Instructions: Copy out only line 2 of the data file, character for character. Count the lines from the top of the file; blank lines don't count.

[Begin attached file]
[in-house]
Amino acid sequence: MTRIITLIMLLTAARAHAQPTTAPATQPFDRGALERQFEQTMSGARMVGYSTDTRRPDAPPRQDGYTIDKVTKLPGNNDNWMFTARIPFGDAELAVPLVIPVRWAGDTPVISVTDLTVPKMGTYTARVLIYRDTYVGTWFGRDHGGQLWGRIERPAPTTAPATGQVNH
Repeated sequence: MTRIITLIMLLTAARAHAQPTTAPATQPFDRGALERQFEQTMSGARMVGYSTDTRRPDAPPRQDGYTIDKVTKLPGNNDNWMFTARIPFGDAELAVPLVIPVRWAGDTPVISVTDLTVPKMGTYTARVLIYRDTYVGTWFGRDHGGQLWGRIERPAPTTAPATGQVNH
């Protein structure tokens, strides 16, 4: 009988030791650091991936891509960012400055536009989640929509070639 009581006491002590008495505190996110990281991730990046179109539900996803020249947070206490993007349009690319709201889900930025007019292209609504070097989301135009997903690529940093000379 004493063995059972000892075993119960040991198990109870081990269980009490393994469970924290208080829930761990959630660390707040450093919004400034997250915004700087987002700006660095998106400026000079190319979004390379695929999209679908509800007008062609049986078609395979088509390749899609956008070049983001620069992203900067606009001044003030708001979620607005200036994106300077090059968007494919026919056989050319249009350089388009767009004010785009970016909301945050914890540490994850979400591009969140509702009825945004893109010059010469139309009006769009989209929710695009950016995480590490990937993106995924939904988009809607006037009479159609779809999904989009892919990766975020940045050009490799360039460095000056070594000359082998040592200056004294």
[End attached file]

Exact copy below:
Amino acid sequence: MTRIITLIMLLTAARAHAQPTTAPATQPFDRGALERQFEQTMSGARMVGYSTDTRRPDAPPRQDGYTIDKVTKLPGNNDNWMFTARIPFGDAELAVPLVIPVRWAGDTPVISVTDLTVPKMGTYTARVLIYRDTYVGTWFGRDHGGQLWGRIERPAPTTAPATGQVNH